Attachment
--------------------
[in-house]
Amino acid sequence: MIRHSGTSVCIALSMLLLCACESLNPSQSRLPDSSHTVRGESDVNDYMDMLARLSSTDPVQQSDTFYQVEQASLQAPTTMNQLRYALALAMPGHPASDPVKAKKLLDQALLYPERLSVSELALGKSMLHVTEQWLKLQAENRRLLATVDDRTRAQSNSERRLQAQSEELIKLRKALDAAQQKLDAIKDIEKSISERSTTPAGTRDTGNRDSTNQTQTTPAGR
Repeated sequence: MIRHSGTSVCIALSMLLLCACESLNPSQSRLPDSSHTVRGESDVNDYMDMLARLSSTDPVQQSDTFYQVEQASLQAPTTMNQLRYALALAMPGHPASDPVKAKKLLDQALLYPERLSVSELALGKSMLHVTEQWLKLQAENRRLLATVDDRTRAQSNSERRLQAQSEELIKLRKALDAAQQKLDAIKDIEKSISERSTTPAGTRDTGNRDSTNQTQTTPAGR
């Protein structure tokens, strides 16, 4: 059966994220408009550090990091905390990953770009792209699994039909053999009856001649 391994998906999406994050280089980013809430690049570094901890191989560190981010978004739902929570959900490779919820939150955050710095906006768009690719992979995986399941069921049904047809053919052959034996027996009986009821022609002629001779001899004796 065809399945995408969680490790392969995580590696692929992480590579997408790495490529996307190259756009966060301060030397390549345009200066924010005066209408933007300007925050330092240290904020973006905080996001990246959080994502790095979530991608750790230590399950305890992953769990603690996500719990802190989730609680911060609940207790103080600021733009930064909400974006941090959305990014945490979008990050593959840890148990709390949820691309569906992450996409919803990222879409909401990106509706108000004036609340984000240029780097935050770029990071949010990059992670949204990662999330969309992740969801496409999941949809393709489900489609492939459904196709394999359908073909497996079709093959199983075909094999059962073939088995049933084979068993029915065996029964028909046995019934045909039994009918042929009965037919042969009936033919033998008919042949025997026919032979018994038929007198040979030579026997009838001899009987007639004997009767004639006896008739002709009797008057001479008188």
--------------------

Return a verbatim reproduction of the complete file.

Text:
[in-house]
Amino acid sequence: MIRHSGTSVCIALSMLLLCACESLNPSQSRLPDSSHTVRGESDVNDYMDMLARLSSTDPVQQSDTFYQVEQASLQAPTTMNQLRYALALAMPGHPASDPVKAKKLLDQALLYPERLSVSELALGKSMLHVTEQWLKLQAENRRLLATVDDRTRAQSNSERRLQAQSEELIKLRKALDAAQQKLDAIKDIEKSISERSTTPAGTRDTGNRDSTNQTQTTPAGR
Repeated sequence: MIRHSGTSVCIALSMLLLCACESLNPSQSRLPDSSHTVRGESDVNDYMDMLARLSSTDPVQQSDTFYQVEQASLQAPTTMNQLRYALALAMPGHPASDPVKAKKLLDQALLYPERLSVSELALGKSMLHVTEQWLKLQAENRRLLATVDDRTRAQSNSERRLQAQSEELIKLRKALDAAQQKLDAIKDIEKSISERSTTPAGTRDTGNRDSTNQTQTTPAGR
């Protein structure tokens, strides 16, 4: 059966994220408009550090990091905390990953770009792209699994039909053999009856001649 391994998906999406994050280089980013809430690049570094901890191989560190981010978004739902929570959900490779919820939150955050710095906006768009690719992979995986399941069921049904047809053919052959034996027996009986009821022609002629001779001899004796 065809399945995408969680490790392969995580590696692929992480590579997408790495490529996307190259756009966060301060030397390549345009200066924010005066209408933007300007925050330092240290904020973006905080996001990246959080994502790095979530991608750790230590399950305890992953769990603690996500719990802190989730609680911060609940207790103080600021733009930064909400974006941090959305990014945490979008990050593959840890148990709390949820691309569906992450996409919803990222879409909401990106509706108000004036609340984000240029780097935050770029990071949010990059992670949204990662999330969309992740969801496409999941949809393709489900489609492939459904196709394999359908073909497996079709093959199983075909094999059962073939088995049933084979068993029915065996029964028909046995019934045909039994009918042929009965037919042969009936033919033998008919042949025997026919032979018994038929007198040979030579026997009838001899009987007639004997009767004639006896008739002709009797008057001479008188």